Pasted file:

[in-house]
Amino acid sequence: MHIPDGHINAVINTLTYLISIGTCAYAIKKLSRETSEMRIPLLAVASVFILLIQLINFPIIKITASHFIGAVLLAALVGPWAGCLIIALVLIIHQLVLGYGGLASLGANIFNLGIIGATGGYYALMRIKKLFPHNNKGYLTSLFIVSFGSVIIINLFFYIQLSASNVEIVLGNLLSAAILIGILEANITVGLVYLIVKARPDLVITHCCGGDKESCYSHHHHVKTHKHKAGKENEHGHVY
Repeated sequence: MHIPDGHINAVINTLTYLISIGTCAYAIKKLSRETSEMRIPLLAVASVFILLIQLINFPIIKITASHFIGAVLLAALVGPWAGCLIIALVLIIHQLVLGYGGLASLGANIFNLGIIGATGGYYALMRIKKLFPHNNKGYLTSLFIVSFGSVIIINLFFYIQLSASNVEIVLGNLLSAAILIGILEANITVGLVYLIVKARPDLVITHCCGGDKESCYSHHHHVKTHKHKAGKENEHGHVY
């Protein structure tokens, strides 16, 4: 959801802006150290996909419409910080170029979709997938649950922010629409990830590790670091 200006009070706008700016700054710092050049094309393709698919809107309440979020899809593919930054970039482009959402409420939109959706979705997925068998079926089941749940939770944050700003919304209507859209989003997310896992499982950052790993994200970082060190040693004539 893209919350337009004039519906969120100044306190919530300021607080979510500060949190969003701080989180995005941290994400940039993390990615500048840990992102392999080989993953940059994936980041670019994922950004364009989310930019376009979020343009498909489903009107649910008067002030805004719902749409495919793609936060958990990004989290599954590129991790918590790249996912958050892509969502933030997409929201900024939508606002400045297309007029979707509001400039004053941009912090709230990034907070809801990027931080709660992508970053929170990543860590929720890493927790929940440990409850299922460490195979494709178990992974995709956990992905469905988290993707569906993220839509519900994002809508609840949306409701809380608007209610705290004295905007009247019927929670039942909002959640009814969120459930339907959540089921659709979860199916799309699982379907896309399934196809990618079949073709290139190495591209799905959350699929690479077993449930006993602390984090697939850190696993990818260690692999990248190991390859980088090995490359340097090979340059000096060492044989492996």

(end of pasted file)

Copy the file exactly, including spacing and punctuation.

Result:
[in-house]
Amino acid sequence: MHIPDGHINAVINTLTYLISIGTCAYAIKKLSRETSEMRIPLLAVASVFILLIQLINFPIIKITASHFIGAVLLAALVGPWAGCLIIALVLIIHQLVLGYGGLASLGANIFNLGIIGATGGYYALMRIKKLFPHNNKGYLTSLFIVSFGSVIIINLFFYIQLSASNVEIVLGNLLSAAILIGILEANITVGLVYLIVKARPDLVITHCCGGDKESCYSHHHHVKTHKHKAGKENEHGHVY
Repeated sequence: MHIPDGHINAVINTLTYLISIGTCAYAIKKLSRETSEMRIPLLAVASVFILLIQLINFPIIKITASHFIGAVLLAALVGPWAGCLIIALVLIIHQLVLGYGGLASLGANIFNLGIIGATGGYYALMRIKKLFPHNNKGYLTSLFIVSFGSVIIINLFFYIQLSASNVEIVLGNLLSAAILIGILEANITVGLVYLIVKARPDLVITHCCGGDKESCYSHHHHVKTHKHKAGKENEHGHVY
């Protein structure tokens, strides 16, 4: 959801802006150290996909419409910080170029979709997938649950922010629409990830590790670091 200006009070706008700016700054710092050049094309393709698919809107309440979020899809593919930054970039482009959402409420939109959706979705997925068998079926089941749940939770944050700003919304209507859209989003997310896992499982950052790993994200970082060190040693004539 893209919350337009004039519906969120100044306190919530300021607080979510500060949190969003701080989180995005941290994400940039993390990615500048840990992102392999080989993953940059994936980041670019994922950004364009989310930019376009979020343009498909489903009107649910008067002030805004719902749409495919793609936060958990990004989290599954590129991790918590790249996912958050892509969502933030997409929201900024939508606002400045297309007029979707509001400039004053941009912090709230990034907070809801990027931080709660992508970053929170990543860590929720890493927790929940440990409850299922460490195979494709178990992974995709956990992905469905988290993707569906993220839509519900994002809508609840949306409701809380608007209610705290004295905007009247019927929670039942909002959640009814969120459930339907959540089921659709979860199916799309699982379907896309399934196809990618079949073709290139190495591209799905959350699929690479077993449930006993602390984090697939850190696993990818260690692999990248190991390859980088090995490359340097090979340059000096060492044989492996």